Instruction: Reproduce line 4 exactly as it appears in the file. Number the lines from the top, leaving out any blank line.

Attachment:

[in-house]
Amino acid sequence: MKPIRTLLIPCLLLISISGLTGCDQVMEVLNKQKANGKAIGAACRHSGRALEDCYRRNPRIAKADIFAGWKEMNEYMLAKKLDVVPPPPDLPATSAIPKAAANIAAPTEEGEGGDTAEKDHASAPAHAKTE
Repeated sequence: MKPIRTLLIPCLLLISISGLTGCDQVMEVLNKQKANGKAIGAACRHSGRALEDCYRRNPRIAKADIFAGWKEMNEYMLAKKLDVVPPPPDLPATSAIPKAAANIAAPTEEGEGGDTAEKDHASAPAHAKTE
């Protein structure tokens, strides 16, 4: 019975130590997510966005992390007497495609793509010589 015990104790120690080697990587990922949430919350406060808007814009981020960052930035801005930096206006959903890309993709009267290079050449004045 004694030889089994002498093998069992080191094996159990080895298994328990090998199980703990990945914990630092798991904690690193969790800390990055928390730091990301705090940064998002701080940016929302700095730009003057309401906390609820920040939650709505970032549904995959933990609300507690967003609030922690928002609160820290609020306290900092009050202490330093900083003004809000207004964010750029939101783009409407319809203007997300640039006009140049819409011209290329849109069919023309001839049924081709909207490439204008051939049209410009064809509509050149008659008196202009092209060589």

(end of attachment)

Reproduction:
């Protein structure tokens, strides 16, 4: 019975130590997510966005992390007497495609793509010589 015990104790120690080697990587990922949430919350406060808007814009981020960052930035801005930096206006959903890309993709009267290079050449004045 004694030889089994002498093998069992080191094996159990080895298994328990090998199980703990990945914990630092798991904690690193969790800390990055928390730091990301705090940064998002701080940016929302700095730009003057309401906390609820920040939650709505970032549904995959933990609300507690967003609030922690928002609160820290609020306290900092009050202490330093900083003004809000207004964010750029939101783009409407319809203007997300640039006009140049819409011209290329849109069919023309001839049924081709909207490439204008051939049209410009064809509509050149008659008196202009092209060589």